While criticism of the grant has focused mainly on the "cliff edge" it has created between secondary schools, there is also concern that primary schools have been left out altogether.
Mel Ainscow, professor of education and co-director of the leadership development unit at Manchester university, believes that the strengthening of partnerships between secondaries could create barriers between them and primaries.
"LIG is tending to encourage separate school improvement initiatives in the secondary and primary sectors. This is worrying because we know that students become vulnerable on school transfer. We have never been good at transfer," he said One authority that seems to be handling the transfer issue better than most is Knowsley on Merseyside, an Excellence in Cities area, where all 11 secondary schools have received LIG funding and agreed to put pound;20,000 a year each into a central pot. Some of this money is now funding joint curriculum work with primary schools.
The willingness of many schools to pool resources - when they can afford to - suggests that despite years of competition, the idea of collaboration has struck a chord with heads and governors. As Sylvia McNamara, acting head of Birmingham's advisory support service, put it: "The will is there. They want to work together and they are now tackling the barriers that are inevitably there because of a history of schools being in competition with one another."
But, she added, a possible new barrier to collaboration was emerging in the form of a recent government proposal to stagger school opening times. While this could cut traffic congestion in Birmingham and other cities, it would go against efforts to help schools align their timetables so that they can, for example, share specialist staff.
As well as promoting closer links among its own schools, Birmingham LEA, along with the private-sector education consultancy Mouchel, is working with Nottingham city council on a project that aims to raise standards through school collaboration. Just over a year ago, before LIG was introduced, Nottingham's 20 secondary schools were put into four groups. or "quadrants".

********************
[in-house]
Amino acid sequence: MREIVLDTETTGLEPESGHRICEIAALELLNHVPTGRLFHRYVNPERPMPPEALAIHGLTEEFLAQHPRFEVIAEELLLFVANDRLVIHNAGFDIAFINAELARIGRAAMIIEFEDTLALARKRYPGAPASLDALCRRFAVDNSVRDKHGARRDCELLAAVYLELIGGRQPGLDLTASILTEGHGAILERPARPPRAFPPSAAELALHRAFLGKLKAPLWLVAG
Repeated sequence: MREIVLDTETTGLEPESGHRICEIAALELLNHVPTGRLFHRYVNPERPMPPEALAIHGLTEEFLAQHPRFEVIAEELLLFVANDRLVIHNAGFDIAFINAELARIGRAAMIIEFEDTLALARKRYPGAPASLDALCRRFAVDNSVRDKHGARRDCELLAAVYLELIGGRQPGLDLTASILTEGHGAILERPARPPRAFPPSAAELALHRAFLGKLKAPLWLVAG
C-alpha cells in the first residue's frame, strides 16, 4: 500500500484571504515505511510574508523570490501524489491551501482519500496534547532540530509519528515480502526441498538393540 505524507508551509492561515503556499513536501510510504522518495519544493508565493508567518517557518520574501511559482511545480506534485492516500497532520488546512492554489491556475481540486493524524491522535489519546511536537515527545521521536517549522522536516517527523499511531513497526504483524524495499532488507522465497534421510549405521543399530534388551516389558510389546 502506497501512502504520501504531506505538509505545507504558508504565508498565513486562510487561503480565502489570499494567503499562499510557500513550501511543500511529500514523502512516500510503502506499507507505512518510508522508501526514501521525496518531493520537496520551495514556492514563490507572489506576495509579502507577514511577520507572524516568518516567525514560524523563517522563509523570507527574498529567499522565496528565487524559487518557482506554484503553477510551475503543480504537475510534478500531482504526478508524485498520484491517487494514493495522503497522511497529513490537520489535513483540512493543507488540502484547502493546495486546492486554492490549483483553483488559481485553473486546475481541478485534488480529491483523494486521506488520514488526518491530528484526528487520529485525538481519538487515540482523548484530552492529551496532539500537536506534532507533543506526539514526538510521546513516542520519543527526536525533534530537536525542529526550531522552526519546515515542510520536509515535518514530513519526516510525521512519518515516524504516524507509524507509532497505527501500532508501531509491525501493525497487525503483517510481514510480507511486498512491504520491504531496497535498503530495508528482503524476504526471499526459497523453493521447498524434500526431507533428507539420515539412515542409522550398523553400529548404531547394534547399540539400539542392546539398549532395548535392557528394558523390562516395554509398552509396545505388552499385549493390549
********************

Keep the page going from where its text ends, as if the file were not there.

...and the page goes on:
When the grant money became available earlier this year, the schools agreed to put up to 40 per cent of it into collaborative activities, including co-ordinated training and joint appointments of specialist teachers. The quadrants are now exploring the possibility of improving retention by giving new teachers the chance to work in several secondaries. They are also thinking of bringing school governors together to share good practice.
The city's headteachers have already discovered that working together on areas of common interest is better than reinventing the wheel in isolation. "We have been sharing good practice for a long time, but we didn't have the forum in which to do it. Going down this route has created that forum," said Pat Dubas, head of Hadden Park high, a "fresh start" school where the proportion of pupils with five good GCSEs rose from 16 per cent in 2002 to 26 per cent this year.
Across the city GCSE results have shot up by more than 5 per cent, which makes Nottingham one of the fastest improving authorities in the country.
It's more than was achieved in the previous five or six years put together," said Andy Mortimer, Mouchel's project manager. "We can't prove it's the result of collaboration, but there's got to be a connection."
Where the grant goes
Worth pound;125,000 a year over three years, the leadership incentive grant goes to secondary schools where more than 35 per cent of pupils are eligible for free school meals or where fewer than 30 per cent earned five top-grade GCSEs in 2002 or 2001. Any Excellence in Cities, education action zone or excellence cluster secondary also qualifies, so even the highest performers in these areas are entitled to the grant.